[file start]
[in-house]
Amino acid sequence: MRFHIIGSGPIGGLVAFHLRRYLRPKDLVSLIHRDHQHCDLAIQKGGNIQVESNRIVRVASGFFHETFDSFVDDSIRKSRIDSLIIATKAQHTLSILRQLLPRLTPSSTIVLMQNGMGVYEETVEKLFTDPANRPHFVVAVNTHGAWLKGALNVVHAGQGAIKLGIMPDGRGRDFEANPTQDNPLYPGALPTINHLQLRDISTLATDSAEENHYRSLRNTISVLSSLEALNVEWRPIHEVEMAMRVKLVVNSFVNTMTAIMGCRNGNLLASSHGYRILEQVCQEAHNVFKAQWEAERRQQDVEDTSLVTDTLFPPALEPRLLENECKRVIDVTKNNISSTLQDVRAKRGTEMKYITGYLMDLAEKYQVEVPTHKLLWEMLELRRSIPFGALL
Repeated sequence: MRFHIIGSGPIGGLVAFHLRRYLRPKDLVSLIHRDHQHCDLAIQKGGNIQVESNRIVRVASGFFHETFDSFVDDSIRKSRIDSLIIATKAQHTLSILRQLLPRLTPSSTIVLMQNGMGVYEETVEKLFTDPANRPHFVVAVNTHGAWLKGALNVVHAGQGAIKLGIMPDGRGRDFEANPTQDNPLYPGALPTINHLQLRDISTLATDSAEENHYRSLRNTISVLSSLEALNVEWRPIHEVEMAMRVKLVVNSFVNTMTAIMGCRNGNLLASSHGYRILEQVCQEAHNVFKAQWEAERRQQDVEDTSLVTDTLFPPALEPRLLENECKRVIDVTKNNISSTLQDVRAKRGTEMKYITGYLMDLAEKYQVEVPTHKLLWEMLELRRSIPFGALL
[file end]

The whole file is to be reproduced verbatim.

[in-house]
Amino acid sequence: MRFHIIGSGPIGGLVAFHLRRYLRPKDLVSLIHRDHQHCDLAIQKGGNIQVESNRIVRVASGFFHETFDSFVDDSIRKSRIDSLIIATKAQHTLSILRQLLPRLTPSSTIVLMQNGMGVYEETVEKLFTDPANRPHFVVAVNTHGAWLKGALNVVHAGQGAIKLGIMPDGRGRDFEANPTQDNPLYPGALPTINHLQLRDISTLATDSAEENHYRSLRNTISVLSSLEALNVEWRPIHEVEMAMRVKLVVNSFVNTMTAIMGCRNGNLLASSHGYRILEQVCQEAHNVFKAQWEAERRQQDVEDTSLVTDTLFPPALEPRLLENECKRVIDVTKNNISSTLQDVRAKRGTEMKYITGYLMDLAEKYQVEVPTHKLLWEMLELRRSIPFGALL
Repeated sequence: MRFHIIGSGPIGGLVAFHLRRYLRPKDLVSLIHRDHQHCDLAIQKGGNIQVESNRIVRVASGFFHETFDSFVDDSIRKSRIDSLIIATKAQHTLSILRQLLPRLTPSSTIVLMQNGMGVYEETVEKLFTDPANRPHFVVAVNTHGAWLKGALNVVHAGQGAIKLGIMPDGRGRDFEANPTQDNPLYPGALPTINHLQLRDISTLATDSAEENHYRSLRNTISVLSSLEALNVEWRPIHEVEMAMRVKLVVNSFVNTMTAIMGCRNGNLLASSHGYRILEQVCQEAHNVFKAQWEAERRQQDVEDTSLVTDTLFPPALEPRLLENECKRVIDVTKNNISSTLQDVRAKRGTEMKYITGYLMDLAEKYQVEVPTHKLLWEMLELRRSIPFGALL